The sad afterlife of Lawrence Taylor continued.

Lawrence Taylor was officially indicted on felony sexual assault charges for having sex with a 16 year-old prostitute; if this wasn’t rock bottom for LT then I couldn’t tell you what it will be. Funny thing is that two months ago at the NFL Draft Taylor was all smiles speaking about what the Giants needed to get back to on defense, and his legacy. Now Taylor’s latest misstep just punctuates what has been a mess of a post career.

I’ll never understand why Taylor continues with this type of behavior when it has caused so many problems including his Hall of Fame selection. He never learned when it was a good time to slow down. Even when it seemed like he was getting it, he didn’t. You’ve got to wonder if the judge will put an official end to this behavior with a lengthy sentence that will all but end with LT being a shell of the person that we once knew as the most feared man in football.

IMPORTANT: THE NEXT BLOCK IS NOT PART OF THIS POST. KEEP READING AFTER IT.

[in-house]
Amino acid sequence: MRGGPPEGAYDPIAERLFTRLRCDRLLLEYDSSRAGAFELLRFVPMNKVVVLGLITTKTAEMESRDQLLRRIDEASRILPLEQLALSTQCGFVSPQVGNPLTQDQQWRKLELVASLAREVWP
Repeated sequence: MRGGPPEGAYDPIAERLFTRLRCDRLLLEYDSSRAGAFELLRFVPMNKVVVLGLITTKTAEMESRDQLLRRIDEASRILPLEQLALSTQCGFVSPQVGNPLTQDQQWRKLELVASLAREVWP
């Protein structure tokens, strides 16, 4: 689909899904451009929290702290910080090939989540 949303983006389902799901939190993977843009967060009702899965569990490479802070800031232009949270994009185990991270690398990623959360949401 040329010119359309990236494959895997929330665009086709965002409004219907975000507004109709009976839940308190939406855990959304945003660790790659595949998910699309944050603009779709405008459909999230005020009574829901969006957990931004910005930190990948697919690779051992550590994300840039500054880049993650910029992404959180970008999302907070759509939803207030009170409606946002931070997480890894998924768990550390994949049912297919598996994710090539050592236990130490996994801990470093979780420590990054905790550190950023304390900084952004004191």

Then there was a bore of a NBA Draft, well except Wesley Johnson’s pants those were the most exciting things of the evening. Except for Utah reaching for Gordon Haywood at 9 (insert racial joke here) and the Grizzlies reaching even higher for Greivis Vazquez at 28 the draft was highly irrelevant because it was just a set-up for free agency.

Think about it, Miami traded out of the first round to save money as did Chicago. The Knicks did their prep work by packaging deals out of the next two drafts for this year’s free agency period. Really all the draft was, was just an appetizer for July 1st. teams close to contention clearing room for Bron and Wade or Bosh or Amar’e or Dirk. Teams don’t just want one star they want two because they believe that will put them over the top.